A little house is causing a big controversy.
A panel of the American Library Association voted this month to remove Laura Ingalls Wilder’s name from a children’s literature award. The Wilder Award is now be the Children’s Literature Legacy Award, per a unanimous vote of the Association for Library Service to Children board, which reportedly drew a standing ovation from the teachers and librarians gathered at the meeting.
The group said Wilder’s hugely popular series of novels about life on the American frontier are out of line with modern values because they “reflect dated cultural attitudes” about Native Americans. That is social justice run amok, according to critics in Iowa and other Midwest states which lay claim to the famous pioneer family’s roots.
To be clear, nobody is trying to wipe Wilder from the historical record or ban “Little House on the Prairie” — for now, at least. Yet the controversy does confront us with difficult questions about aging American art and literature.
Should historical figures be held to modern standards of decency? Can we enjoy art created by people with questionable personal views? And where is the line between honoring someone’s legacy and simply preserving their artistic contributions?
The answers to those questions are complicated, and I don’t know how to answer them. But I do know Wilder’s stories are worth preserving, troubling as they may be.
Due to the fame of the books and later the television series, few other families of their era and status have been studied as extensively as the Ingalls.
The contemporary objections to Wilder’s depiction of Native Americans are laid out in a 2000 academic essay titled “Little Squatter on the Osage Diminished Reserve,” published by scholar Frances Kaye in the journal Great Plain Quarterly.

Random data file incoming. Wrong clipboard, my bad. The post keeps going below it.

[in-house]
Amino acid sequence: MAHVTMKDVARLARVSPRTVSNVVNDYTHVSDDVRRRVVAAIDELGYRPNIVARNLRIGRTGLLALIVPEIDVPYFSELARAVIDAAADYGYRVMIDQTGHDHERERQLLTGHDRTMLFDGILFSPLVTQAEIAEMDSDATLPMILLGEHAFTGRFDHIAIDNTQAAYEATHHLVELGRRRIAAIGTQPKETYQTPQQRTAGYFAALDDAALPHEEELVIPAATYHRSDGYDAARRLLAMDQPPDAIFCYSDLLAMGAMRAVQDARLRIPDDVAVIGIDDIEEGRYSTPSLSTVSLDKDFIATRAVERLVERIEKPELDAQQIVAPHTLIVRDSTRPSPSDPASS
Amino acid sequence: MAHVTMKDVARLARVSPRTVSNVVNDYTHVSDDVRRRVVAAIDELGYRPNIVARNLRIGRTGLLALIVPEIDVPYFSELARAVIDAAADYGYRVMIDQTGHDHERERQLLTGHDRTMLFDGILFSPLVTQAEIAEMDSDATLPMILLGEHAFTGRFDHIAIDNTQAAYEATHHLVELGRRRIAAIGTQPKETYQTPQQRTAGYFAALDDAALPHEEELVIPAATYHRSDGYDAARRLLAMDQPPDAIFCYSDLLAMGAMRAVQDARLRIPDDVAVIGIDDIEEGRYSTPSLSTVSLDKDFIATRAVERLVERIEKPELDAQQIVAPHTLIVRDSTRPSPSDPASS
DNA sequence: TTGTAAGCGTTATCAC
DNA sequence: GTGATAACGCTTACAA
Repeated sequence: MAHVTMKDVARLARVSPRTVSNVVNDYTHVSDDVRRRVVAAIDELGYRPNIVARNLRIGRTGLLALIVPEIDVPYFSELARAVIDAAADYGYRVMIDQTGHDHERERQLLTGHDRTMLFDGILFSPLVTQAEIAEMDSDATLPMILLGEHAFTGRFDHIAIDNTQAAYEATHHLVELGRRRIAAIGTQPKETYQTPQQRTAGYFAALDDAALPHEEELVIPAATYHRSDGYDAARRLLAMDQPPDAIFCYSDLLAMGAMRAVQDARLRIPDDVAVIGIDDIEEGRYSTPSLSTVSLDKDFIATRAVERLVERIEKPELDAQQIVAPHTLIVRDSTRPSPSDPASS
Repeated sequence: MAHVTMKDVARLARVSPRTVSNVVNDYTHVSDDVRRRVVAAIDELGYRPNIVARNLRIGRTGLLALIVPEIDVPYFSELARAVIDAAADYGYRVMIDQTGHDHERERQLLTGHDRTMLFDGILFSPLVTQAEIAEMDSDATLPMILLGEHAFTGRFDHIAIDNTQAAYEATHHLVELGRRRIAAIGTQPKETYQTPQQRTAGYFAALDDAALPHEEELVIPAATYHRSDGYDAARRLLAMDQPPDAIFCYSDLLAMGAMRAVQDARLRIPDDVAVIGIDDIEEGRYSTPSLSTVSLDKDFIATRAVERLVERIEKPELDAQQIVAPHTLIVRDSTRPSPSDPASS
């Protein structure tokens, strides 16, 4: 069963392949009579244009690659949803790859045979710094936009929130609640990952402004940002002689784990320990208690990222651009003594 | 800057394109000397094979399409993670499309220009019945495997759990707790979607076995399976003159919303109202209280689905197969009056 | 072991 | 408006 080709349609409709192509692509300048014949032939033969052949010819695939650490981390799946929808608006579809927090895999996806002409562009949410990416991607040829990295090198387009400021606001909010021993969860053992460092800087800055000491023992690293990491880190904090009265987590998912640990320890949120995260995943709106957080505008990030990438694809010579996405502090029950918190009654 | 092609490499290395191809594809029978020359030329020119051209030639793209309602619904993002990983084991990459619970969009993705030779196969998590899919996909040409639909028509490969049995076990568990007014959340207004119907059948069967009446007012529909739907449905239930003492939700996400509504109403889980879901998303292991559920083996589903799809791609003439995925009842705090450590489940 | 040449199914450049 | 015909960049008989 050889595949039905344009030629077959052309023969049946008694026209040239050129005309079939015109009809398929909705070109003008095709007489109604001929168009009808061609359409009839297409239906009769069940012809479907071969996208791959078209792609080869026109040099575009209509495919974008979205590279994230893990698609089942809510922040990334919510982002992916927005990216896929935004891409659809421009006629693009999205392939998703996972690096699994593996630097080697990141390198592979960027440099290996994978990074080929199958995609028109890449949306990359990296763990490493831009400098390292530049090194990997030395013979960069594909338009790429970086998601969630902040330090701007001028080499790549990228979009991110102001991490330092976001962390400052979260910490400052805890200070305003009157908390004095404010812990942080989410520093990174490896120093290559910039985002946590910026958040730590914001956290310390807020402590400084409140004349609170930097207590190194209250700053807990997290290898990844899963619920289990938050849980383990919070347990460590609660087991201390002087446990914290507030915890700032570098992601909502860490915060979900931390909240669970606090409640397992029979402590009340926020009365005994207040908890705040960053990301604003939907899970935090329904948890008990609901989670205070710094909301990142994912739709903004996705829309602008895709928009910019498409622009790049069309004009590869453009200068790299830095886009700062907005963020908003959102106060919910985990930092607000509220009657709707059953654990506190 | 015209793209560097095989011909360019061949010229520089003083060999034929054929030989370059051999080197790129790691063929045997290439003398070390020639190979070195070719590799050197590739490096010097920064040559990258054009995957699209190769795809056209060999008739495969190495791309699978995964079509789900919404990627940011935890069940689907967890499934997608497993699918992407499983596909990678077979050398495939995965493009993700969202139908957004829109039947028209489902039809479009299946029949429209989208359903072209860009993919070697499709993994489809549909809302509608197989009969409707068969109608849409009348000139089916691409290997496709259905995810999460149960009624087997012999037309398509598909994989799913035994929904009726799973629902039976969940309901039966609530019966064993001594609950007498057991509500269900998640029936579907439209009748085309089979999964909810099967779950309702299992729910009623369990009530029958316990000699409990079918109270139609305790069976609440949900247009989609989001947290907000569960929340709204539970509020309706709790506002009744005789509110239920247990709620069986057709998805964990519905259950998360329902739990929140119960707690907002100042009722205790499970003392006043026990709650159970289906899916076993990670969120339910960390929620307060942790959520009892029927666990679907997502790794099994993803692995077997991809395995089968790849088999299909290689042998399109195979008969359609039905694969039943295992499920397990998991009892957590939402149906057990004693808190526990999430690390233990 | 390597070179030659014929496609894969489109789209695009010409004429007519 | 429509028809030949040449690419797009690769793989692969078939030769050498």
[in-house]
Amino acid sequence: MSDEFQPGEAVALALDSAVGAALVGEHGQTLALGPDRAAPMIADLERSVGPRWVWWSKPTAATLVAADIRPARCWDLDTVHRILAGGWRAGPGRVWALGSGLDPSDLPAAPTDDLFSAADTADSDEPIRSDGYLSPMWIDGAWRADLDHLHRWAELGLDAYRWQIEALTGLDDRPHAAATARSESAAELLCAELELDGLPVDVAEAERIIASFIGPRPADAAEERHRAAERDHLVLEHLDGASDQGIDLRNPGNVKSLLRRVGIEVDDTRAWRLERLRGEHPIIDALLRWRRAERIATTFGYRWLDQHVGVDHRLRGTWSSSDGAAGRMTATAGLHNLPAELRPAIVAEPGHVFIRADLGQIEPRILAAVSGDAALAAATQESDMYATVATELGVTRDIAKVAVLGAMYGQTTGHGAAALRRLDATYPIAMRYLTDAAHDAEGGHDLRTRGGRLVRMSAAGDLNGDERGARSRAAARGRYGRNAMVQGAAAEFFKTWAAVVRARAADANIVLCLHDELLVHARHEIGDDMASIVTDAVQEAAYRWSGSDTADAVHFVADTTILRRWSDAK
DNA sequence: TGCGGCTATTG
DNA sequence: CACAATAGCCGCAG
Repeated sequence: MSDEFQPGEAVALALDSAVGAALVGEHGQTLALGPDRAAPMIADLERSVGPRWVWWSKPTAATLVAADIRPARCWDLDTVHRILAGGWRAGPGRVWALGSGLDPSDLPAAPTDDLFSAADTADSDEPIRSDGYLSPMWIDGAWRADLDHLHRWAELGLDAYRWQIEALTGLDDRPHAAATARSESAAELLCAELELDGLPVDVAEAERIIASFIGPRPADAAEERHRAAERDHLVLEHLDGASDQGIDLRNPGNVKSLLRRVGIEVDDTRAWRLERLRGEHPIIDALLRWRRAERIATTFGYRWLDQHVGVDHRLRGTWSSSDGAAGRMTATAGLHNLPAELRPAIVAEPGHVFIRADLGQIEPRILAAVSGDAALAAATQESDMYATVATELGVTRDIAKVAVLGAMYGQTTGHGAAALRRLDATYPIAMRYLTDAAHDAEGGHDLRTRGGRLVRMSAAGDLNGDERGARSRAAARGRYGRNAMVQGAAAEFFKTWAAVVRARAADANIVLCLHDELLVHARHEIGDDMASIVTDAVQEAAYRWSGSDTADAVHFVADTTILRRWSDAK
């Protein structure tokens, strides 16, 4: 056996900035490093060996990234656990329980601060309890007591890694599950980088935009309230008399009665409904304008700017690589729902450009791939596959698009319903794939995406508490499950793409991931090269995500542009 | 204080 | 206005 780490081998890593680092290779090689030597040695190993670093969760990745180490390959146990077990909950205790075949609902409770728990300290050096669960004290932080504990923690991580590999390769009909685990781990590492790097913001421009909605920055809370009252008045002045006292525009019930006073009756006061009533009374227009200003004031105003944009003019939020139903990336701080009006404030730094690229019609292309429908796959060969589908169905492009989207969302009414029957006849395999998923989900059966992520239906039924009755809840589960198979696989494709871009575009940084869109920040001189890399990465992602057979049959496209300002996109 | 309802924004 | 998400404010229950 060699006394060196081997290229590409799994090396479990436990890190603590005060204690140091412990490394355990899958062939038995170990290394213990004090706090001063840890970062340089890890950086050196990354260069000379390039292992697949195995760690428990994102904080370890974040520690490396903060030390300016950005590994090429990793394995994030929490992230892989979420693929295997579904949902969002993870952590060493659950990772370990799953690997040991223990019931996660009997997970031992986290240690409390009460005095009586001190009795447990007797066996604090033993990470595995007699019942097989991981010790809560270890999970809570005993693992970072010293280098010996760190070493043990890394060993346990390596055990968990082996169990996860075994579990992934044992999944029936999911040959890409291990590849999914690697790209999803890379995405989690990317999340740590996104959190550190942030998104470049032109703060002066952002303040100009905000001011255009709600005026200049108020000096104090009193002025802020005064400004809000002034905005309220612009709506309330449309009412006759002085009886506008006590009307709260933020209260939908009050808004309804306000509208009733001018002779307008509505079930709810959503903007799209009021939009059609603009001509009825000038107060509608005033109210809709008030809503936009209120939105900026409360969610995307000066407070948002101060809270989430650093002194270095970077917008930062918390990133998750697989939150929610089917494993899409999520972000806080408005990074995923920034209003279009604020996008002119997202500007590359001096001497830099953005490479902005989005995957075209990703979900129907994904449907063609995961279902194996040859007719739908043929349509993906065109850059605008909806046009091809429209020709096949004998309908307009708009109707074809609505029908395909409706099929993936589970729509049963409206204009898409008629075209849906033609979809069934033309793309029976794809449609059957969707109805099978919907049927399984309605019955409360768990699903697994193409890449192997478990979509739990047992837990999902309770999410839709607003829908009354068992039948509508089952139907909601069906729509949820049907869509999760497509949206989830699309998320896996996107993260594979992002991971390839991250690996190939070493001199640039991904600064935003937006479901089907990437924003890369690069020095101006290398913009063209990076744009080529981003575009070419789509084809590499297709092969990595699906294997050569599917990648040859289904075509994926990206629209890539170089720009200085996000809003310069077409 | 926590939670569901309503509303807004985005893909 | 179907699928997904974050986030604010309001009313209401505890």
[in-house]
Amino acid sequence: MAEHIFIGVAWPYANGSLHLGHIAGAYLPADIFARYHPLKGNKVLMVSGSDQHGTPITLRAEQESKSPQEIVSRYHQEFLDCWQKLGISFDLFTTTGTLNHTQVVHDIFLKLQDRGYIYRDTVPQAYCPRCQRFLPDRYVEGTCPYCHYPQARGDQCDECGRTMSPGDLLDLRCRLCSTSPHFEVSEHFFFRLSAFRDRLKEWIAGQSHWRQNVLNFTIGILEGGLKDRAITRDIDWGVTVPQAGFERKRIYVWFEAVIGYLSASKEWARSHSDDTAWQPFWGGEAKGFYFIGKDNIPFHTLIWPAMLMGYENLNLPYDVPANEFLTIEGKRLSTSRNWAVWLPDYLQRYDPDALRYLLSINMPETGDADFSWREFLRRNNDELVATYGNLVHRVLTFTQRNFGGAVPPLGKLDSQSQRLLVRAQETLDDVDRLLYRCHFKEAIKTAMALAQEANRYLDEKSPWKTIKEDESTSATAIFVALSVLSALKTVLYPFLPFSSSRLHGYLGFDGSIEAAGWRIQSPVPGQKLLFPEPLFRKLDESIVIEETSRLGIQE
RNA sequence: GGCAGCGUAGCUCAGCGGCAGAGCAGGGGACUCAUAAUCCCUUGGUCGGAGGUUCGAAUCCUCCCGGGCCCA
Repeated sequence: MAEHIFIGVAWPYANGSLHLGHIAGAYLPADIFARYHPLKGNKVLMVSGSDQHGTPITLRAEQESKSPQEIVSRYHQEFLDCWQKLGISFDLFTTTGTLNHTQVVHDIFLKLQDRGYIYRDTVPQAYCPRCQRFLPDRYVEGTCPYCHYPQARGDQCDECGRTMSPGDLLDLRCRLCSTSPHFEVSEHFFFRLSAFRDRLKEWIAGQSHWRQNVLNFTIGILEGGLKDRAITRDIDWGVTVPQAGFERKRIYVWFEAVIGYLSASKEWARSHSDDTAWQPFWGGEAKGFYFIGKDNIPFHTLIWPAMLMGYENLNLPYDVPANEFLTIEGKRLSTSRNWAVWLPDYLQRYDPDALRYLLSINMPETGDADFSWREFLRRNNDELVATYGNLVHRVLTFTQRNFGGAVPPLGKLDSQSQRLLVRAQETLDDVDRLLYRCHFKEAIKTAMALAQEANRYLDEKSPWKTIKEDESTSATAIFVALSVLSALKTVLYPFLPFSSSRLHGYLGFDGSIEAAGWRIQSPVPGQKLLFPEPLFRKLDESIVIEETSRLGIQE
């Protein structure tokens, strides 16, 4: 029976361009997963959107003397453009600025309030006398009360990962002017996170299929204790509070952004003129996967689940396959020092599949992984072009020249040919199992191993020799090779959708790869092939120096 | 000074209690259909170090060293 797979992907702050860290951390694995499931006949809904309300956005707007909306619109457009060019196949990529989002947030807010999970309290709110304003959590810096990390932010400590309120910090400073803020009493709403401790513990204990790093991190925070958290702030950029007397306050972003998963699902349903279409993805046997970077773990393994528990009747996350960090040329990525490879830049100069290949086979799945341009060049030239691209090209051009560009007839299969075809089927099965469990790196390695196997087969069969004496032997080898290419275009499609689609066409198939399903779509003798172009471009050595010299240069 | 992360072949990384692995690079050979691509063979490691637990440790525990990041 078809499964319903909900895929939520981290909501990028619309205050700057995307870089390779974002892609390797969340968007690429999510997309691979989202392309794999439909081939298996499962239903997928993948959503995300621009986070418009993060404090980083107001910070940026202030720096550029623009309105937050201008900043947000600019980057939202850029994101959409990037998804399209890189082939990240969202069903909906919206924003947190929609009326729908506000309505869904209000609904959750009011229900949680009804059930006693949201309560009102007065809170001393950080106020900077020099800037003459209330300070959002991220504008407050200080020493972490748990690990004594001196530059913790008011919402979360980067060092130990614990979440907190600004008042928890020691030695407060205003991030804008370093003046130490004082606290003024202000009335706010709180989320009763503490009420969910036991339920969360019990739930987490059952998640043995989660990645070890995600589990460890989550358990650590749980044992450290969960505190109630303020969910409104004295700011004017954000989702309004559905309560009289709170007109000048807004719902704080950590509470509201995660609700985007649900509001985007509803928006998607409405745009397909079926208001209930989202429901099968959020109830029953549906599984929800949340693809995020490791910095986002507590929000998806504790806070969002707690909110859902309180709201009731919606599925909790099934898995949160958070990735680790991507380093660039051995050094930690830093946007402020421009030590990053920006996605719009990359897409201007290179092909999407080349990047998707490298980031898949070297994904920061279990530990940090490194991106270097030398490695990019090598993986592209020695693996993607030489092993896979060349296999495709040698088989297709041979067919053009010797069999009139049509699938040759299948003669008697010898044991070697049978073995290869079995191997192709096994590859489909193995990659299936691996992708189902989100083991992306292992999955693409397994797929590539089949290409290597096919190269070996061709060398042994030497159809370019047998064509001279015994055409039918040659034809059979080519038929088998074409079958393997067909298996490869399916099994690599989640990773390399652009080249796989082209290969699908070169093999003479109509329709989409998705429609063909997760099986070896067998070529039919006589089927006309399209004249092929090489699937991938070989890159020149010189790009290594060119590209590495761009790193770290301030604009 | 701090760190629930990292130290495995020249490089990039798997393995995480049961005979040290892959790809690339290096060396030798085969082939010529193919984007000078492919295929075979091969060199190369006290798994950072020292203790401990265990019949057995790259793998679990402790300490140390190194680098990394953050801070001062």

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Kaye points out the Ingalls family illegally built their little house on federally protected Osage land, and since the author was only three years old when the events of the third book took place, the whole account is historically specious. She highlights Wilder’s highly problematic descriptions of her Native American landlords — “wild” and “terrible.”
However, Wilder’s writing on Native Americans was not purely one-dimensional. While Ma believed “the only good Indian was a dead Indian,” Pa explicitly rejects that idea. Soldat du Chene, the likely fictional Osage chief, is depicted as a friendly figure.
And young Laura even hints at the hypocrisy of white settlers’ supposed destiny to settle on Native American land when she asks, “This is Indian country, isn’t it? What did we come to their country for, if you don’t like them?”
Wilder’s stories certainly do include dated cultural attitudes, as the literature award organization says. However, with appropriate context, they also offer modern readers a view of crucial moments in American history, independent from the perspective of city dwellers and cultural elites.
I doubt Wilder — who continued to live a simple country life even after her books became famous — would fret about her name on an award. The real tragedy would be if her stories are forgotten.
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